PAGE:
How do BIM and VDC improve the design and construction process?

BIM lets WBE clients see and understand what will happen on their build and monitor potential costs. Before anyone sets foot on the job site, each stakeholder can extract the information they need to order the exact amount of material needed, minimizing waste (and cost overruns.) 

Then, once everyone has contributed to the designs and agrees on the schedule, the project moves to the construction phase with a clear timetable to follow.

Sometimes, despite all the care, a contractor may find something that the BIM process has missed. They have to go “old school” and make some changes on the spot. Once those changes are made in real-time, Masnopita and the BIM team adjust the simulation to produce an ‘as-built’ model, which shows the building exactly as it is in reality.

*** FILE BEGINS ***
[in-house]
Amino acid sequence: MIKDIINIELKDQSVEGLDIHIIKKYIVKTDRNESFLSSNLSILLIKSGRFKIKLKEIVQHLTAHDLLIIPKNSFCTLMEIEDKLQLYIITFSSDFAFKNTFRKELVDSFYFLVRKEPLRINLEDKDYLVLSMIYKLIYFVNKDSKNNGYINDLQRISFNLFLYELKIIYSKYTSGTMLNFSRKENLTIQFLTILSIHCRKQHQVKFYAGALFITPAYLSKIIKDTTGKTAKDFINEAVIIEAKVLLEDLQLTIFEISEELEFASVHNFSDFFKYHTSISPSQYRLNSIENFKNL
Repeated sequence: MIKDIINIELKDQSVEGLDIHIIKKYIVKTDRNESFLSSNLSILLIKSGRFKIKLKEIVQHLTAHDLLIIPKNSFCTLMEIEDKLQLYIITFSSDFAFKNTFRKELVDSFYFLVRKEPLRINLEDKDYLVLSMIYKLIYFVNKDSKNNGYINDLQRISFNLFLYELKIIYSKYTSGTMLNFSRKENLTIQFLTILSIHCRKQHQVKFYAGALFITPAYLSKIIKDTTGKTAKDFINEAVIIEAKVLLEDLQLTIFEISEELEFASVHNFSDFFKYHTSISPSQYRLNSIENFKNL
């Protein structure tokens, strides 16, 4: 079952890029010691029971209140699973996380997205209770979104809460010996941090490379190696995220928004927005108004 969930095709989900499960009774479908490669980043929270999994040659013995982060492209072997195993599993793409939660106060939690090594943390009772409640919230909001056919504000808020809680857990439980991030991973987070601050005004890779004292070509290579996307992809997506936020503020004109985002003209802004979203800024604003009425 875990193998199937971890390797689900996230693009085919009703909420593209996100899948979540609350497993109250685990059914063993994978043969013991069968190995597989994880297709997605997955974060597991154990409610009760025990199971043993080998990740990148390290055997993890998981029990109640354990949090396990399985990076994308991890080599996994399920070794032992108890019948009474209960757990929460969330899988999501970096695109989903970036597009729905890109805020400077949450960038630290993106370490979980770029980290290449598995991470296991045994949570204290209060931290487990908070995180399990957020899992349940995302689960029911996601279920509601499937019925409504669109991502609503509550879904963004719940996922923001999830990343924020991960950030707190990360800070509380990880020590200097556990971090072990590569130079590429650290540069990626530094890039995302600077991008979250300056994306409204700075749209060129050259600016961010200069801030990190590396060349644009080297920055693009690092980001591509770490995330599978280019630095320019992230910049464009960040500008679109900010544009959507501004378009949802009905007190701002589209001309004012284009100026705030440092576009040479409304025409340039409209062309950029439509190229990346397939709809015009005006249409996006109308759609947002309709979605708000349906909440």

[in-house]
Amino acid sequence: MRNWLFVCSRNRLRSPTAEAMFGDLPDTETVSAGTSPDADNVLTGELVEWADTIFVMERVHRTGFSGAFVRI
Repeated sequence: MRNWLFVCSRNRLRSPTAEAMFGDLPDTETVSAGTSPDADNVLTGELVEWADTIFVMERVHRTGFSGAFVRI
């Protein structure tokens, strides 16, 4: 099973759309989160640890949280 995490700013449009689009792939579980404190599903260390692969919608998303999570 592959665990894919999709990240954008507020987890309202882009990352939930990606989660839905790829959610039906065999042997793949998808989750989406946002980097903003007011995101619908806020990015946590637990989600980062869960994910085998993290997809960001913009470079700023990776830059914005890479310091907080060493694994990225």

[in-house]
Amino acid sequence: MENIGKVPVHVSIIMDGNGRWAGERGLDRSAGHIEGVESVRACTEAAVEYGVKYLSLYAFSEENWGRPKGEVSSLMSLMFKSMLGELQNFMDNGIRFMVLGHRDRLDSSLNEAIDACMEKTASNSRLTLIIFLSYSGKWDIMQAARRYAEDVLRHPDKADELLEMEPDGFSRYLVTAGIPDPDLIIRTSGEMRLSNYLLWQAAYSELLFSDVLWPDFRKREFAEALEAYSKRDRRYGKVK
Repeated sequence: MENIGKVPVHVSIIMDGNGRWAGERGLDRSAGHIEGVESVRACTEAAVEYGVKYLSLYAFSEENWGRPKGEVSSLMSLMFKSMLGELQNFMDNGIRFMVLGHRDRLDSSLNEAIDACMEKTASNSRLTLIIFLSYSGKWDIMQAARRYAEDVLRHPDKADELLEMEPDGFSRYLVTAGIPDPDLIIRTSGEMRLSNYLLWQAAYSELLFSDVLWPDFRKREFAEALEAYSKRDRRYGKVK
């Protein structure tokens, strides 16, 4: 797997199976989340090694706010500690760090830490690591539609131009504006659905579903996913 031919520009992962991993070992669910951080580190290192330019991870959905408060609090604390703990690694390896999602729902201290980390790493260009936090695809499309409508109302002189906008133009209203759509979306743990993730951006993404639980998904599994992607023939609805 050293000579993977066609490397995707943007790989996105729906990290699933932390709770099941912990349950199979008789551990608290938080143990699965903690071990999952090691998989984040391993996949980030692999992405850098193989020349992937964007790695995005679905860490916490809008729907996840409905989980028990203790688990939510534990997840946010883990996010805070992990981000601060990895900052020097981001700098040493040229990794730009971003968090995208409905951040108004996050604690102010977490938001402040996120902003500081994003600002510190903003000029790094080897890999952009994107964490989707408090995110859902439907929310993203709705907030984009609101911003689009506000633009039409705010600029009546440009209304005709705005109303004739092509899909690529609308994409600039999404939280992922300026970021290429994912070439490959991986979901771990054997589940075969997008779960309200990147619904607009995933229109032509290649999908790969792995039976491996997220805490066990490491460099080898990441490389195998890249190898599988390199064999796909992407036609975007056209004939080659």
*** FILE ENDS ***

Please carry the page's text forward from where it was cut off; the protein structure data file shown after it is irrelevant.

That’s incredibly useful for present and future facility management. Whenever any work or improvements need to be done, the owners and contractors can pull up the as-built models without further research.

Having a living 3D model is a vast improvement on poring over huge flat PDFs because 2D requires six different representations of the same room to cover all the angles. (Top, side, walls etc.) But when you navigate through the 3D model, you can manipulate the model to show all the different views at the same time. 

Of course, the up-front costs of using BIM and VDC can be seen as expensive, and it does stretch the time needed during the design process. However, Masnopita points out that the immense savings more than balance those costs in time, money and materials during the actual build.


BIM Education